It may be tempting to see the music of Billy Joe Shaver as a reaction against the slickness of country music like Barnett's. But unlike the anonymous singers clogging the country charts like Krispy Kremes in an artery, Barnett's style of country has been around enough to have grown roots. After the release of her second album, the gorgeous, hugely satisfying "I've Got a Right to Cry" (Sire), Barnett has been hailed as the second coming of Patsy Cline. Like Cline, she has a great big voice that can swoop from booming to caressing in an instant.
And she shares a producer with Cline; Barnett's was the last album the late Owen Bradley completed. Along with Chet Atkins, Bradley pioneered the countrypolitan sound of the late '50s and early '60s, which added strings and other sweeteners to traditional music for a lush sound. It was an attempt to get country as far away from the hillbilly image as possible, just as music like Billy Joe Shaver's is an attempt to embrace what's most wild and unvarnished in country.
Bradley's work was always too slick for some tastes, but now that mainstream country has become more popular and less vital than ever, it's hard to hear it as anything but the work of an honest man. No matter how many strings he could slather on a track (and just listen to Patsy Cline's "Sweet Dreams" to hear how many that is), Bradley never allowed his work to get in the way of his vocalists. When I listen to much of today's country, it sounds less as if I'm hearing instruments or vocalists than machine-generated representations of them. Bradley's best work with Cline, Loretta Lynn, Brenda Lee, Kitty Wells and others never obscured the person at the center of the mix. "I've Got a Right to Cry" is an open emulation of Bradley's early '60s sound that (unlike k.d. lang's Bradley-produced "Shadowland") never sounds like mere imitation. It's a heartening record because it suggests that there is such a thing as "adult pop" that doesn't succumb to the worst MOR impulses.
In performance, it became clear that Barnett shares something else with Patsy Cline: She isn't quite a lady. That sounds awful, but what I'm trying to get at is Barnett's earthiness and the way it works to keep her music from seeming too perfect. It would be easy for Barnett to shoehorn herself into the role of sophisticated diva. But everything about her -- from her stature (which used to be called "womanly"), to the way she leaned into the mike as if to intrude herself upon the chattering audience, to the snap that started to show beneath her ingratiating introductions (and the flash of irritation when someone called for Junior Brown and she said, "You're gonna have to wait, honey. Junior ain't here yet"), to her attributing a sudden cough to too many cigarettes or confiding that her cover of the Everly Brothers "Don't Forget to Cry" was suggested by her mother one night "after a few Miller Lites" -- suggested the sort of presence that Joan Blondell brought to '30s movies: a wisecracking, likable broad.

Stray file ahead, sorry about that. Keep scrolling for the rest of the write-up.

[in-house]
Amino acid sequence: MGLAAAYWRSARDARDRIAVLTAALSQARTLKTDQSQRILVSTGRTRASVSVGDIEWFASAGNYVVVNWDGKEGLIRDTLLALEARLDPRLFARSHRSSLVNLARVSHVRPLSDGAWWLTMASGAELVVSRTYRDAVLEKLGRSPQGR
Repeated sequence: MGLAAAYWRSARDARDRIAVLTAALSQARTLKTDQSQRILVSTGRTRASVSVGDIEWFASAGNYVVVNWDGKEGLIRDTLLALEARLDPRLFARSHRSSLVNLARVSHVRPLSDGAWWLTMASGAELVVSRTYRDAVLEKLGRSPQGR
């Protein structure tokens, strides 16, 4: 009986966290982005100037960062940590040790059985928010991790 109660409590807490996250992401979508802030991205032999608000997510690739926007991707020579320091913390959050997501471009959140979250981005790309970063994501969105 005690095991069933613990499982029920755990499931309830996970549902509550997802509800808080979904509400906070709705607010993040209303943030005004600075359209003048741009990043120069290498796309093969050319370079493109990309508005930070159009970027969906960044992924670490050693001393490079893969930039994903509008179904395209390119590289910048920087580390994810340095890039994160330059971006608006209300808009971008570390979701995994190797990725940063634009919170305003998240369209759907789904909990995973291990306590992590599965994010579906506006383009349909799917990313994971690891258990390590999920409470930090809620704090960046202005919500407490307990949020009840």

You need some of that common touch when the sound you're going for is reminiscent of nothing so much as the pre-rock '50s pop that worked to keep suggestions of sexuality and good honest dirt at bay. None of that sterility creeps into Barnett's music, and some of the credit belongs to her musicians, who understand that professionalism means not phoning it in. At Tramps, Barnett was lucky enough to be backed by Harold Bradley (Owen's brother), whose bright lead guitar lines swung the music with a spare grace.
It's that incredible voice, low and warm and freer as it gets bigger, that puts the songs over, that brings grit to the glamorous heartbreak scenarios and glamour to the grit of experience in her voice. She brought all of her contradictions into focus with the encore, "Love for Sale," a prostitute's lament and one of Cole Porter's most sophisticated songs. Barnett had no use for the cool reserve of Ella Fitzgerald's famous version (perhaps the best); she sang lines like "If you want the thrill of love/I've been through the mill of love," as an unflinching statement of fact, an acknowledgement that tears weren't going to do her much good, even as you could hear them lurking in the back of her voice.